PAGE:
Haier’s focus on building a strong brand has brought it from the brink of bankruptcy to one of the most successful appliance companies in the world. By 2010 the company had over 50,000 worldwide employees. It enjoyed an annual growth rate of 68% between 1984 and 2005, with revenue in 2005 totaling 103.4 billion Chinese Renminbi (RMB). The company enjoys a 40% market share for household appliances in China and has successfully entered difficult markets such as the United States, and it is now the world’s number two refrigerator manufacturer, only second to Whirlpool.
Despite the economic slump in 2008, Haier profits increased nearly 20% that year and enjoyed net profits of RMB 768 million. In 2004, Haier acquired a controlling stake in Haier-CCT Holdings, a joint venture which was listed on the Hong Kong Stock Exchange that same year. Haier’s international success and well known brand name led to the company becoming an official sponsor for the 2008 Beijing Olympic Games.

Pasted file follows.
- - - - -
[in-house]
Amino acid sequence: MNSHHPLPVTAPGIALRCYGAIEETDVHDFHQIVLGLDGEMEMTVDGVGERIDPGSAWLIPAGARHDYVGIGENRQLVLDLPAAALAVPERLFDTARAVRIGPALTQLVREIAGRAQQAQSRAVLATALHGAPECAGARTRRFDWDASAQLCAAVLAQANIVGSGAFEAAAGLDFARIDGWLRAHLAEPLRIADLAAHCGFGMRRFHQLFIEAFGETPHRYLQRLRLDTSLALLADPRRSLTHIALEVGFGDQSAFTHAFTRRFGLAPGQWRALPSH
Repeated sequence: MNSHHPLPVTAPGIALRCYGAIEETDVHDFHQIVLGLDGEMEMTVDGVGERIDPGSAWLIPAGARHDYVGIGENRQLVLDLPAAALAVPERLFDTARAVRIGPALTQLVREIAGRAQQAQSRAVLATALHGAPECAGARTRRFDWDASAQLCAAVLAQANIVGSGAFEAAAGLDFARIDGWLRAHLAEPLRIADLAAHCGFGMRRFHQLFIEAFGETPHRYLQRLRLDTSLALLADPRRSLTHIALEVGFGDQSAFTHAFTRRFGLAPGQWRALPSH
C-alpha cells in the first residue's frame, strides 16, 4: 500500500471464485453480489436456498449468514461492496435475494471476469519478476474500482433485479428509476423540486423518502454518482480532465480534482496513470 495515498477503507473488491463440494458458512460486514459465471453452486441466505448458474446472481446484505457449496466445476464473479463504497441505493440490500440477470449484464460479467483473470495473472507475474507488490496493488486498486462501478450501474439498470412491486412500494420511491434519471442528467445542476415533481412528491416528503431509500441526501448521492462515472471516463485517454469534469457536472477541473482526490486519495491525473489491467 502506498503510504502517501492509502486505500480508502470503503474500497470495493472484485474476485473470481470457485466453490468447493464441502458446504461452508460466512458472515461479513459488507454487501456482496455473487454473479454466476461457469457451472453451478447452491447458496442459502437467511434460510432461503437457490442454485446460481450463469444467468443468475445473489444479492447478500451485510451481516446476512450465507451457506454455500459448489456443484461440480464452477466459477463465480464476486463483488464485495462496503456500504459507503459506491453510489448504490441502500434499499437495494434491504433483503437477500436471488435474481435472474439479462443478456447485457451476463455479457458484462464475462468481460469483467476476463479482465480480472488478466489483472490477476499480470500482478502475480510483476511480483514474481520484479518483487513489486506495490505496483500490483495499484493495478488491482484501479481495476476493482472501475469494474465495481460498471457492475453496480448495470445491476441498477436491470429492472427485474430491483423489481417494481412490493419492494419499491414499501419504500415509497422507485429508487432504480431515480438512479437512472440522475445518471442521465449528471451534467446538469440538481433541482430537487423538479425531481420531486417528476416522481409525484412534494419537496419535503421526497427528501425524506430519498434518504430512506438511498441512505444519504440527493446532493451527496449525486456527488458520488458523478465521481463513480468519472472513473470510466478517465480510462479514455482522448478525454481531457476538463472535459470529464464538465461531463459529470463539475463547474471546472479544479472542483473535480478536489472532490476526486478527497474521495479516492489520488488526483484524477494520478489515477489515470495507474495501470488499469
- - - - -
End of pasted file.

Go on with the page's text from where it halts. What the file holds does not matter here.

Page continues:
Success Built on the Shoulders of Branding
Key to any company’s success is its brand, and strong brands allow a company to not only grow domestically but also internationally. Haier rode the wave of its strong domestic brand to enter new markets and expand into a fast growing multinational corporation. In March 2009, the Financial Times recognized Haier’s success when it ranked it among the Top 10 Chinese World-class Brands. Through protecting its IP and brand names with trademarks, Haier has built up a powerful asset that has transformed the company and brought global recognition for its brand and products.